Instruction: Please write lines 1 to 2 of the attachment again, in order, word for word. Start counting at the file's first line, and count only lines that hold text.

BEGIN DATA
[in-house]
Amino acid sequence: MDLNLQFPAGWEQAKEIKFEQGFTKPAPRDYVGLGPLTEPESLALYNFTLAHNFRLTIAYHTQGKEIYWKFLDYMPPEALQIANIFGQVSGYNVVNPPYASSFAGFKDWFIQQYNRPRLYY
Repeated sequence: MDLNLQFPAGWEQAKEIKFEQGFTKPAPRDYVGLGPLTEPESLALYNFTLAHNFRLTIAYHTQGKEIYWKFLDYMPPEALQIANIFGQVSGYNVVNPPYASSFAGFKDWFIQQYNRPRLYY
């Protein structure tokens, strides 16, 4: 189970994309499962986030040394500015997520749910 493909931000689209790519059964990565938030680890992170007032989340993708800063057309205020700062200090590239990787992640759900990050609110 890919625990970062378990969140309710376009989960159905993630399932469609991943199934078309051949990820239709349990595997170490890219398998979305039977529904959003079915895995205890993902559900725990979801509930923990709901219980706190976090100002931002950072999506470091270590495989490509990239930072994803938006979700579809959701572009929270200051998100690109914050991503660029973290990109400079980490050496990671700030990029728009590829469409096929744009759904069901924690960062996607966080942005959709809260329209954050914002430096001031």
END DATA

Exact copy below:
[in-house]
Amino acid sequence: MDLNLQFPAGWEQAKEIKFEQGFTKPAPRDYVGLGPLTEPESLALYNFTLAHNFRLTIAYHTQGKEIYWKFLDYMPPEALQIANIFGQVSGYNVVNPPYASSFAGFKDWFIQQYNRPRLYY